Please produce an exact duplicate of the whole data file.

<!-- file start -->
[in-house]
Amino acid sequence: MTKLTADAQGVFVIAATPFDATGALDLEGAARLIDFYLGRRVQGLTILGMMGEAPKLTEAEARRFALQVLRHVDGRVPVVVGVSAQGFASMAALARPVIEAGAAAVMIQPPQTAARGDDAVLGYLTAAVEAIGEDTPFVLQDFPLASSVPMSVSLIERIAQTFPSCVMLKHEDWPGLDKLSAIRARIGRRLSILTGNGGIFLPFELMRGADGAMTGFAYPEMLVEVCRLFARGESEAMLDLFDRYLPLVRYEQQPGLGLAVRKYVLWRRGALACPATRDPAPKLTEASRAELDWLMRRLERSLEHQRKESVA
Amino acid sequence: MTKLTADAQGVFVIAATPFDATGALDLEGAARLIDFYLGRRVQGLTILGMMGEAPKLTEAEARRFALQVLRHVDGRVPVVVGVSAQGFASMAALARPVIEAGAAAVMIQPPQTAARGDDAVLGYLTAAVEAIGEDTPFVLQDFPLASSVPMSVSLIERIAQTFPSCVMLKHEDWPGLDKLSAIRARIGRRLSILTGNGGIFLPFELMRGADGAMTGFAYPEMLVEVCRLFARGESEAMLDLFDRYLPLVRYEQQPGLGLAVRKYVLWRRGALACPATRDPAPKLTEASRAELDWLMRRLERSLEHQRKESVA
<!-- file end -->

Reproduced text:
[in-house]
Amino acid sequence: MTKLTADAQGVFVIAATPFDATGALDLEGAARLIDFYLGRRVQGLTILGMMGEAPKLTEAEARRFALQVLRHVDGRVPVVVGVSAQGFASMAALARPVIEAGAAAVMIQPPQTAARGDDAVLGYLTAAVEAIGEDTPFVLQDFPLASSVPMSVSLIERIAQTFPSCVMLKHEDWPGLDKLSAIRARIGRRLSILTGNGGIFLPFELMRGADGAMTGFAYPEMLVEVCRLFARGESEAMLDLFDRYLPLVRYEQQPGLGLAVRKYVLWRRGALACPATRDPAPKLTEASRAELDWLMRRLERSLEHQRKESVA
Amino acid sequence: MTKLTADAQGVFVIAATPFDATGALDLEGAARLIDFYLGRRVQGLTILGMMGEAPKLTEAEARRFALQVLRHVDGRVPVVVGVSAQGFASMAALARPVIEAGAAAVMIQPPQTAARGDDAVLGYLTAAVEAIGEDTPFVLQDFPLASSVPMSVSLIERIAQTFPSCVMLKHEDWPGLDKLSAIRARIGRRLSILTGNGGIFLPFELMRGADGAMTGFAYPEMLVEVCRLFARGESEAMLDLFDRYLPLVRYEQQPGLGLAVRKYVLWRRGALACPATRDPAPKLTEASRAELDWLMRRLERSLEHQRKESVA